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January 03, 2007

Scuba and fitness

Recently I've thought a lot about how fit you need to be to be a scuba diver. Opinions on this vary greatly. Everyone knows and agrees that being a good tennis player or golfer takes a lot of practice. And few would dispute that athletes and ball players must work out and keep themselves in top physical condition. Things get a bit murkier with sports like auto racing. Does a NASCAR driver have to be physically fit? Some say not, but I tend to believe one must be in top physical shape to withstand the heat and g-forces and manhandling of the pedals and steering wheel over hours of racing.

But scuba? I mean, we constantly point out how wonderful it is to effortlessly float in the water, how our goal should be to expend as little energy as possible, and how nice and relaxing it is down there. During my PADI open water classes I was surprised to learn that, apparently, the average scuba diver is a male in his early 50s who is overweight and smokes. Not exactly the image of a physically fit specimen, and certainly not the image of the young, sleek, suntanned surfer-type scuba divers of both genders we see in ads and commercials.

So do scuba divers need to be fit? In their manuals and course materials, training agencies repeatedly point at fitness as a key requisite for scuba diving. We're not talking specific workouts or training programs, just general good health and a state of fitness. Smoking is a strong negative for divers not only because it affects fitness, but also because carbon monoxide from smoking has a much greater affinity to hemoglobin in our blood than oxygen. Hemoglobin carries oxygen, and that means the extra carbon monoxide in smokers' bodies reduces the amount of oxygen the blood can carry. So smoking before diving is a very bad idea.

But fitness in general? I've read books and articles claiming that scuba diving is among the least physically demanding sports of them all. Just plop in the water and float. I've seen tables that show calories burned while diving and it is supposedly nowhere near as much as for some of the rigorous physical sports out there. Even size and weight isn't that much of an issue. Sure, fat has a greater tendency to absorb nitrogen and the larger amount of nitrogen absorbed can thus play a role in decompression. However, there are a good number of fat divers who are total experts and they manage just fine.

My personal experience so far has been that fitness does matter when it comes to scuba diving, but it matters in a different way. It is absolutely true that gracefully floating underwater requires very little physical exertion. But the same is most definitely not true when it comes to carrying around equipment or gearing up. I am physically quite fit, yet hefting around scuba tanks can be demanding. Even getting up and walking the short stretch from a base camp to the water can be quite difficult. Whenever I see technical divers with dual tanks, I wonder how they ever manage out of the water. And cave divers with all their gear and even more tanks? Try that if you're not in good shape.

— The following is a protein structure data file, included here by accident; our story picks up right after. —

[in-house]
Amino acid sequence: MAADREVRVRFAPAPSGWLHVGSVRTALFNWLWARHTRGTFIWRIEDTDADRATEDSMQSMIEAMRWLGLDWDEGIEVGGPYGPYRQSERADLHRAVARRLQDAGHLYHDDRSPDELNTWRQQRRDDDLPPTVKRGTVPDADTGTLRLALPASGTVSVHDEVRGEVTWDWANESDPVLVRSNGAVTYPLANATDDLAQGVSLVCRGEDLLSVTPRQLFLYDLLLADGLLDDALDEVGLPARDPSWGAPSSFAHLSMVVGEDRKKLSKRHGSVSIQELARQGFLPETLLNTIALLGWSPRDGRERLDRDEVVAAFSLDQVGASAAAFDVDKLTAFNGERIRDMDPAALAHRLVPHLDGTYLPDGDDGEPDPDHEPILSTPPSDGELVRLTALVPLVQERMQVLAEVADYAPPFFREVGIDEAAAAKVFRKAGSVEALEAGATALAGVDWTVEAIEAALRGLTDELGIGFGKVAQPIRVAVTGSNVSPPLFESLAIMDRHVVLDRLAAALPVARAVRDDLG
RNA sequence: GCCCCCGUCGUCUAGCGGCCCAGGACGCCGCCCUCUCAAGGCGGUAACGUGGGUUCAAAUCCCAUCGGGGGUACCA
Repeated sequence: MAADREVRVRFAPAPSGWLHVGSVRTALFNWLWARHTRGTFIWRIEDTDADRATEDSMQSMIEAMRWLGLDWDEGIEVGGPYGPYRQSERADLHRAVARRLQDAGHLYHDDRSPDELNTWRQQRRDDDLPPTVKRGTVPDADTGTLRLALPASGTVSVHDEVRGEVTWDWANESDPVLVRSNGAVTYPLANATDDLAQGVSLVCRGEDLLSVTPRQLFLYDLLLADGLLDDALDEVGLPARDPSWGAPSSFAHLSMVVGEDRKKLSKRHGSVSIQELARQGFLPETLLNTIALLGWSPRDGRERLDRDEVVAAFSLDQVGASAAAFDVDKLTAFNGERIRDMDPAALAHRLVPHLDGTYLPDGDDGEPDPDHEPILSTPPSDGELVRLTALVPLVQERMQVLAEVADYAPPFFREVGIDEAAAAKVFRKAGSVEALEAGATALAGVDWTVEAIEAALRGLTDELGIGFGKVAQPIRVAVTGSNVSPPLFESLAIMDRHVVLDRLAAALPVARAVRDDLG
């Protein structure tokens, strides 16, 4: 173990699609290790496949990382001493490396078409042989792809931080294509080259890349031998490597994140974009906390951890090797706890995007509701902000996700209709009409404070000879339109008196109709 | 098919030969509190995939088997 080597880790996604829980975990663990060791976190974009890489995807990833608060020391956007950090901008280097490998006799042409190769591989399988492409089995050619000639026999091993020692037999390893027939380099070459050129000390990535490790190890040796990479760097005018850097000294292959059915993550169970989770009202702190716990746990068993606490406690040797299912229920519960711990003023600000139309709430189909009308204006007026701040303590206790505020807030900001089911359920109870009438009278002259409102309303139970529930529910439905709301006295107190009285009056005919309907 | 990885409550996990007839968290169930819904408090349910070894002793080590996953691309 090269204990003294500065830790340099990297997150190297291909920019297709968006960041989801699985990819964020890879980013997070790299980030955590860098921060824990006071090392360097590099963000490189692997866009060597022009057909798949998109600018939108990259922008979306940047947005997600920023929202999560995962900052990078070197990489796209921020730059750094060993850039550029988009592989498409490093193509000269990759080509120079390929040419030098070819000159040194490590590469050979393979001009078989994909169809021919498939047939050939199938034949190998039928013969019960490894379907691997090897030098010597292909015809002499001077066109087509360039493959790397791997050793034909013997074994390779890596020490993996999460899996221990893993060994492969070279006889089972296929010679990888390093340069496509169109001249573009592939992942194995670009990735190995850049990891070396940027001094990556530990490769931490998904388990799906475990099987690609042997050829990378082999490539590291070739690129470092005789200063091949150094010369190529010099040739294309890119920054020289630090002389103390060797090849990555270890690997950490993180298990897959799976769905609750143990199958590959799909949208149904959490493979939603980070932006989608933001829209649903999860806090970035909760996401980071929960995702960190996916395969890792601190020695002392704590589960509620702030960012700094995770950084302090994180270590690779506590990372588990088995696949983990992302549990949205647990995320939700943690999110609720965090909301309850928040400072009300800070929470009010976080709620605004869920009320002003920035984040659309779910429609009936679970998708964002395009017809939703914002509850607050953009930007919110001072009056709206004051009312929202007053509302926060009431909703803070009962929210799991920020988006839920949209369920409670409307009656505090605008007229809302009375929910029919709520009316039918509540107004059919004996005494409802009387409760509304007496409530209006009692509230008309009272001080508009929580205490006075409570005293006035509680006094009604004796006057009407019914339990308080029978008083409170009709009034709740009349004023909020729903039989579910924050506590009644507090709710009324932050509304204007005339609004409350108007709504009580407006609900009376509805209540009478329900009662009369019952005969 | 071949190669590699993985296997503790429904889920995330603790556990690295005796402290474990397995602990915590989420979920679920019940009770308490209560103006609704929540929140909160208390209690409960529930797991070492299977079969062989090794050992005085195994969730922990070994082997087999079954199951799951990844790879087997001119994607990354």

I cannot help but feel that the short bursts of energy required to move around in scuba gear have the potential of overwhelming an unfit, or even marginally fit, person. And given that a good percentage of the adult population suffers from chronic lower back pain, I wonder how many of those "typical" middle-aged divers incur back injuries from the equipment.

And then there are exertions one would not even think of, like donning a wetsuit. In my experience, putting on a tight-fitting 7mm wetsuit in warm weather can be equivalent to a major workout. When I put on mine, admittedly a nice and tight fit, I usually sweat bullets and breathe heavily by the time I'm all done and suited up. And unless I rest for a few minutes to catch my breath and cool down before I go under, I suck up half a tank just recovering from gearing up. When I did my NAUI advanced diver checkout dives this past Fall, I marveled at how easily Carol managed to carry and don her gear. It's because as an experienced scuba instructor she is in top shape and used to carrying all that heavy equipment. Fitness does matter.

It also matters in another way. The air in a scuba tank disappears frightfully fast. Due to the laws of physics it gets consumed faster the deeper you go, and there is nothing we can do about that. What we can do is control the rate of air consumption. Heavy breathers can empty a tank in a fraction of the time the same air lasts an experienced diver. That's in part because experienced divers will not needlessly exert themselves, but also because they have learned to control their breathing. And that, again, requires fitness. A fit person is able to return their breathing to normal much faster than an unfit one.

So as far as I am concerned, fitness matters in scuba.

Posted by conradb212 at January 3, 2007 11:04 PM

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